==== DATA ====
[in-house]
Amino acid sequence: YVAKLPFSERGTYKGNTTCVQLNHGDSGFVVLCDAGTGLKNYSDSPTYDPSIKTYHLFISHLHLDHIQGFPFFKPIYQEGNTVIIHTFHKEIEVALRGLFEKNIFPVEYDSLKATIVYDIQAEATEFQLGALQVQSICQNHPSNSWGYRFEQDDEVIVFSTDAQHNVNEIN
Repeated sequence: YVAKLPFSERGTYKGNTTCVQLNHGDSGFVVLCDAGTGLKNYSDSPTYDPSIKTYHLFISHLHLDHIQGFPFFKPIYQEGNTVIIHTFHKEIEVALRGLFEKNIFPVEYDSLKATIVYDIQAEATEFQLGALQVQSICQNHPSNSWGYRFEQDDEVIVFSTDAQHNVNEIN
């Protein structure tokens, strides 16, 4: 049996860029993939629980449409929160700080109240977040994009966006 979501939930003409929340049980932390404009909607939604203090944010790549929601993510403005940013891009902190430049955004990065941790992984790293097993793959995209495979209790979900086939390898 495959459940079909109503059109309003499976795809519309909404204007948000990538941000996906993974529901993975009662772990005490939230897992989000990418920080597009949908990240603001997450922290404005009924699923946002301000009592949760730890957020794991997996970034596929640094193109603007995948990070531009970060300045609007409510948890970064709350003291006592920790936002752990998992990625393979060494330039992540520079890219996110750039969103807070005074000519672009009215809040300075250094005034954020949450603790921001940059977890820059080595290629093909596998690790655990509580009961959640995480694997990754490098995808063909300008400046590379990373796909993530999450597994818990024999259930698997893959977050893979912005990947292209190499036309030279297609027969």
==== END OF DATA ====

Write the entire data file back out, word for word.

[in-house]
Amino acid sequence: YVAKLPFSERGTYKGNTTCVQLNHGDSGFVVLCDAGTGLKNYSDSPTYDPSIKTYHLFISHLHLDHIQGFPFFKPIYQEGNTVIIHTFHKEIEVALRGLFEKNIFPVEYDSLKATIVYDIQAEATEFQLGALQVQSICQNHPSNSWGYRFEQDDEVIVFSTDAQHNVNEIN
Repeated sequence: YVAKLPFSERGTYKGNTTCVQLNHGDSGFVVLCDAGTGLKNYSDSPTYDPSIKTYHLFISHLHLDHIQGFPFFKPIYQEGNTVIIHTFHKEIEVALRGLFEKNIFPVEYDSLKATIVYDIQAEATEFQLGALQVQSICQNHPSNSWGYRFEQDDEVIVFSTDAQHNVNEIN
């Protein structure tokens, strides 16, 4: 049996860029993939629980449409929160700080109240977040994009966006 979501939930003409929340049980932390404009909607939604203090944010790549929601993510403005940013891009902190430049955004990065941790992984790293097993793959995209495979209790979900086939390898 495959459940079909109503059109309003499976795809519309909404204007948000990538941000996906993974529901993975009662772990005490939230897992989000990418920080597009949908990240603001997450922290404005009924699923946002301000009592949760730890957020794991997996970034596929640094193109603007995948990070531009970060300045609007409510948890970064709350003291006592920790936002752990998992990625393979060494330039992540520079890219996110750039969103807070005074000519672009009215809040300075250094005034954020949450603790921001940059977890820059080595290629093909596998690790655990509580009961959640995480694997990754490098995808063909300008400046590379990373796909993530999450597994818990024999259930698997893959977050893979912005990947292209190499036309030279297609027969």